Use the electric planer to clean up the edges of the planks. Be careful not to remove too much and end up tapering the plank. My planks ended up between 80-85 mm thick depending on how much I had to remove. I also ran mine through the thicknesser to clean them up and save a lot of sanding.
Start laying out the planks on the bottom frame and rearrange the pieces of timber until you are happy with the way it looks. Trim the boards so they are just a bit longer then the frame using a saw. Glue the planks into place by applying glue to the frame and edges of the planks and nail them onto the frame. You will have to cut the pieces to fit around the spacers.
Step 5: Finish the Frame
Using the same method as the last step dividers were added for the DVD shelf and then boards were glued and nailed on the top. I used a trim router bit to trim all the boards flush with the frame before I placed the top on to ensure there was enough room for the router to fit. The router was unable to reach some of the boards due to the dividers so a multi tool was used to cut them flush. The top was then screwed on and boards were laid on the top and sides and cut flush with the router bit.
Use a nail punch to push the nails into the timber and putty all the nail holes. You may want to skip this step to add to the look but I didn't like the shiny nail heads which would stand out even more once the unit was stained. Once the putty is dry use a belt sander to clean the top and a disc sander to sand it smooth.
Step 6: Add Casters
The unit is quite heavy at this stage and due to my small workshop I decided to add the casters now rather then at the end so I could easily move it around.
Step 7: Add the Drawers
Note: some of the images were taken after the unit was finished due to some of the photos not turning out.
Using 12 mm Plywood I constructed 4 drawers and a face which the pallet wood can be glued to.
First install the drawer runners as per the instructions they come with. I then measured the distance between them to determine the drawer width. I used my circular saw to cut the plywood into strips for all the drawers then used the drop saw to cut them to length. The drawers were then glued and nailed together.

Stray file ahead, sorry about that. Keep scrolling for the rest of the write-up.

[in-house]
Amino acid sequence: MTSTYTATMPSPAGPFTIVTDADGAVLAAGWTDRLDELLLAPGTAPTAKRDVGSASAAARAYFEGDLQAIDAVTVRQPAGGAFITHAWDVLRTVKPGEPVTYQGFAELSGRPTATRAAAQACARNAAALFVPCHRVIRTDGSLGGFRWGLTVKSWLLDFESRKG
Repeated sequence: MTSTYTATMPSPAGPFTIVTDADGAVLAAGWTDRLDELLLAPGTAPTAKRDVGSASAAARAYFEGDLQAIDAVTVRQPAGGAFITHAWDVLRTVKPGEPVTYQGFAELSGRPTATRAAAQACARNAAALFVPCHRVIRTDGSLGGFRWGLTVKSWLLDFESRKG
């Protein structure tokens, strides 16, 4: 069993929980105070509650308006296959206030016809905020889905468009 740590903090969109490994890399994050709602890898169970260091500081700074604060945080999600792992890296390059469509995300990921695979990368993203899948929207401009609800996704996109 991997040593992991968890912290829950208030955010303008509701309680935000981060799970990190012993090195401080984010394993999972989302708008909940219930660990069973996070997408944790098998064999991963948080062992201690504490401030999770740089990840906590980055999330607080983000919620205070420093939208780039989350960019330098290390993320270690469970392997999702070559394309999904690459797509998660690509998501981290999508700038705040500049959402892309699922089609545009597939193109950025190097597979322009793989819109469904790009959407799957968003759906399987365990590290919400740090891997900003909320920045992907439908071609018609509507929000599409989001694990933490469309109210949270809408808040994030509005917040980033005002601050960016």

I took advantage of all the pallet wood off cuts I had to add a pattern to the front of the drawers. I made sure each was cut square and to various lengths. These were then glued to the drawer fronts and I placed some weights on top to clamp them down so no nails were needed.
When drawer fronts were dry I screwed them to the front of the drawer and added the handles.
Step 8: Add the Door
Note: these images were taken after the unit was finished due to some of the photos not turning out.
I made the door the same way I made the drawer fronts. I cut pallet wood off cuts to various lengths making sure each was cut square. These were then glued to the door and I placed some weights on top to clamp the boards down so no nails were needed.
I used soft close hinges as I like the way they are hidden and they feel a lot nicer to use.
Using a scrap piece of wood drill holes for shelf pins at desired spacing. Use this piece as a guide to drill holes in the frame for the shelf pins. Measure the width and depth of the cupboard area and cut a piece of plywood to fit.
Step 9: Add Finish and Backing Boards
Cut pieces of 3 mm ply wood to fit the back of the unit. For the DVD compartment add holes for the cords and using screws to hold them on will allow for easy removal should you need to adjust the size latter.
Stain and poly the frame, drawers, door and backing boards. I used 2 coats of varnish and 4 coats of poly.
Once the coats are dry attach the backing boards to the frame and add the drawers and door.
Step 10: Finished Product
All that is left now is to bring it inside and enjoy!